"No one has ever complained,” he says and limps into the room, heading to the recliner, glad he’s got running shoes on that he can just toe off unlike his usual boots. He’s pretty sure he’s going to have enough trouble getting up in the morning and the bed just seems like tempting fate. “I’m fine here,” he tells her and eases down into the soft leather, tapping the button to raise the leg support. It takes him a second to get vaguely comfortable but he’s honestly so exhausted that he’s not sure comfort is really going to matter.
Sophie shakes a blanket out over him, watching him fight to keep his eyes open. There’s something oddly endearing about it that makes her smile. “Go to sleep,” she says softly and with a sigh, he does.
Ok so my teacher’s 10 year old son was in my English the other day, and he tried to get his mom to give him the password but he said why so I gave him advice on how to get around that (by asking for the password to solve an “okay” problem, even one he created) and everyone was like “Seriously Oliver” and then I was like oh god I’m turning into Parker
holy shit, i zoomed in on the promo pic and it looks like eliot, parker, and hardison are all wearing similar (not quite identical) necklaces! parker’s is a lock, but we can’t see eliot or hardison’s yet. maybe, just maybe, it means something. here’s hoping for some ot3 crumbs!
im not entirely clear on whats been happening but why is the uy who played Nate not on the show? Did he turn down doing the new Leverage? is he part of some terrible scandal thing? whats up so I can be in the loop.
real talk one of ya’ll is gonna have to watch Leverage 2.0 before me and tell me where to skip all mentions of Character Death because crew being sad is forbidden and I refuse
Summary: Parker wants to teach her boys safe suspension practise. Eliot has some qualms about this.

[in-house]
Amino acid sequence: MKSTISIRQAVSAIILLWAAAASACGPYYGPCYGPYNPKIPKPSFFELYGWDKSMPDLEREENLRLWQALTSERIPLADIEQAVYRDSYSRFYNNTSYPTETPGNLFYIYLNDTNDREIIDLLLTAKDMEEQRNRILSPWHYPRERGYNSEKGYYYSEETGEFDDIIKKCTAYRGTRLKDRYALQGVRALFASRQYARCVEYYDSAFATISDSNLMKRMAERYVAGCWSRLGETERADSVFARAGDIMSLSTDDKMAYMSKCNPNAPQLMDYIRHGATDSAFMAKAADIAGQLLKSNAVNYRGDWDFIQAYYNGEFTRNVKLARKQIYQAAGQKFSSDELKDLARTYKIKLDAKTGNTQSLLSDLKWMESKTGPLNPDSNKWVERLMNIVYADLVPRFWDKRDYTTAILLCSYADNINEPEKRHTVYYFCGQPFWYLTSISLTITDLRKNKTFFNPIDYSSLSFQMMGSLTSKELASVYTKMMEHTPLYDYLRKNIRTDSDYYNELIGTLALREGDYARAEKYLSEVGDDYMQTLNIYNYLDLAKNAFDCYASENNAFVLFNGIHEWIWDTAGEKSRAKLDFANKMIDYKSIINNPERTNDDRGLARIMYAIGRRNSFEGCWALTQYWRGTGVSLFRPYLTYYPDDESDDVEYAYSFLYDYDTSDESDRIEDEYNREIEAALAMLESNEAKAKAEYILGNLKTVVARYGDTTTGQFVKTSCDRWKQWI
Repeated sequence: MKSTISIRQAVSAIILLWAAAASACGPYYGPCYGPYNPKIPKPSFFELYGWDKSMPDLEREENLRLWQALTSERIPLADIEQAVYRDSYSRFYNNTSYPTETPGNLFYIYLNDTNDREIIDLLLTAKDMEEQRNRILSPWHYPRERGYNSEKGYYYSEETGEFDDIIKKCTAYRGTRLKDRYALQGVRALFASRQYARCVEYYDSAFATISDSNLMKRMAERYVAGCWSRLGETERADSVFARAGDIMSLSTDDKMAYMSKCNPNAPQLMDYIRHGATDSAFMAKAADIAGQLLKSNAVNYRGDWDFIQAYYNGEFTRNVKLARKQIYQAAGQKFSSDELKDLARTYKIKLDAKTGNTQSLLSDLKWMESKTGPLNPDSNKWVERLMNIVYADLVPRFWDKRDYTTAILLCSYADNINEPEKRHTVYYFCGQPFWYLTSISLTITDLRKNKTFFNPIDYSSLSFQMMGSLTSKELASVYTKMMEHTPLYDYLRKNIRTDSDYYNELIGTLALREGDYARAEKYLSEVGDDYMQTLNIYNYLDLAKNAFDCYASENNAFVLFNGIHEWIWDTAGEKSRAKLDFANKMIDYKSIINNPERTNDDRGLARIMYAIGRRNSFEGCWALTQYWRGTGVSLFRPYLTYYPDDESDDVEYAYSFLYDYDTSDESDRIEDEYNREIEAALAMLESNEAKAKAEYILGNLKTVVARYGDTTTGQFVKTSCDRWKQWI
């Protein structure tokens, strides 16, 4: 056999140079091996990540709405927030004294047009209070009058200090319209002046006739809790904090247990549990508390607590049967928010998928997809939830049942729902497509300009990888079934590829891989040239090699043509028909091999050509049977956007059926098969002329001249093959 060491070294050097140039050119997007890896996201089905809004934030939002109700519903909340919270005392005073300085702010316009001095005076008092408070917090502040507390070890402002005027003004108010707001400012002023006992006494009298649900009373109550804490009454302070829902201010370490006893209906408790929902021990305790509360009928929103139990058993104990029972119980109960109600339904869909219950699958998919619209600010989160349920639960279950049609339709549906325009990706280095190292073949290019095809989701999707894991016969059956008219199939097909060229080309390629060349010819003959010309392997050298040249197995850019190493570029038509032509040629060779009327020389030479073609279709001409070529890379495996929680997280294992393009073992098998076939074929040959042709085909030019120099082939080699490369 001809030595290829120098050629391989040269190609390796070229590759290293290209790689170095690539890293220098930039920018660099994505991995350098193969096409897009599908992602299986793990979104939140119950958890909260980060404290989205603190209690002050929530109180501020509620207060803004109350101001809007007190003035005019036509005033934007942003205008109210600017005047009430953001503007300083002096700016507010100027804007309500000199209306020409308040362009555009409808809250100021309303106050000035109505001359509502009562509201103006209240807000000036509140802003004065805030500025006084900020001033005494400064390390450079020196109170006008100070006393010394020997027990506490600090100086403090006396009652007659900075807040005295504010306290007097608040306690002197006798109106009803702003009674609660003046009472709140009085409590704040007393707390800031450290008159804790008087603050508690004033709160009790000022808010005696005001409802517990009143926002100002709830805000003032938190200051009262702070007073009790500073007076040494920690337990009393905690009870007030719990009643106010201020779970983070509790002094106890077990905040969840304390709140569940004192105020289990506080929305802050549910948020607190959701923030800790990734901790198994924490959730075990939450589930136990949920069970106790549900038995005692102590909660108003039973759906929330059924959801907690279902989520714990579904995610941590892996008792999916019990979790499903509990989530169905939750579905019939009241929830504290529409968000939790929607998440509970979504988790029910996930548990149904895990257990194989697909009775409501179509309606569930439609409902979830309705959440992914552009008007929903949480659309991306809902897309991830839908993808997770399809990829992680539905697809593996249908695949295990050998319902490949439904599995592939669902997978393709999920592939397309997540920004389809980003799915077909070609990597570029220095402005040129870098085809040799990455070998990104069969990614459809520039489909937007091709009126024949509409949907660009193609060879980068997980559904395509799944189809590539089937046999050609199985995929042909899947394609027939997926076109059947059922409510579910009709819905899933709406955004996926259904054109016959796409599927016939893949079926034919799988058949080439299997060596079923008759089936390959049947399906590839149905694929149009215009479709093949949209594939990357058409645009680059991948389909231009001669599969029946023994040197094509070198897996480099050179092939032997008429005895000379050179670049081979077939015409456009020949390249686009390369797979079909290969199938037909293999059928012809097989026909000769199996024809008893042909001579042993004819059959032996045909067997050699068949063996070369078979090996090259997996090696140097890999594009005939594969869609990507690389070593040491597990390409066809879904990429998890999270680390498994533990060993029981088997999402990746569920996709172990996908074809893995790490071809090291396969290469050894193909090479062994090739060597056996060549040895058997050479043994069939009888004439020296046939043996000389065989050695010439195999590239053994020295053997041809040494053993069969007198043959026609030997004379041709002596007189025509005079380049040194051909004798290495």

A/N: This is my first fic for this fandom and the first fic I’ve written in months. But I really love them (almost as much as they love each other), so I hope you enjoy.
The light shined off the black ropes as she slid down from the ceiling, stopping herself inches from the floor. There was a sort of poetry held in her—the contrast between her fluid movements and her blunt words—not that Eliot would ever claim to have thought about that kind of thing.
“This is stupid,” he commented in a way that made him sound angrier than he really was; he was always happy to see them, “You know this is stupid, right?”
Parker grinned, unhooked her harness in an instant. “We won’t let you fall.”
He could hear the sound of Hardison in the bedroom, rifling through Parker’s equipment to find some piece of rigging that she needed. Eliot sort of wished he was here, if only so he had some back-up in his resistance; Hardison hadn’t been thrilled by the idea either.
That, of course, wasn’t the only reason he wished Hardison was here right now. He at least had a better sense of boundaries.
“That ain’t exactly what I’m worried about, Parker.”
There is nothing you can say that’s gonna make me feel better.
The Mittens job
I’m on season 4 of leverage and the only thing I truly dislike about it is the font they use for the credits
when parker kisses lucielle right before they blow it up she left a little kiss mark on the window!!! we love to see it!!!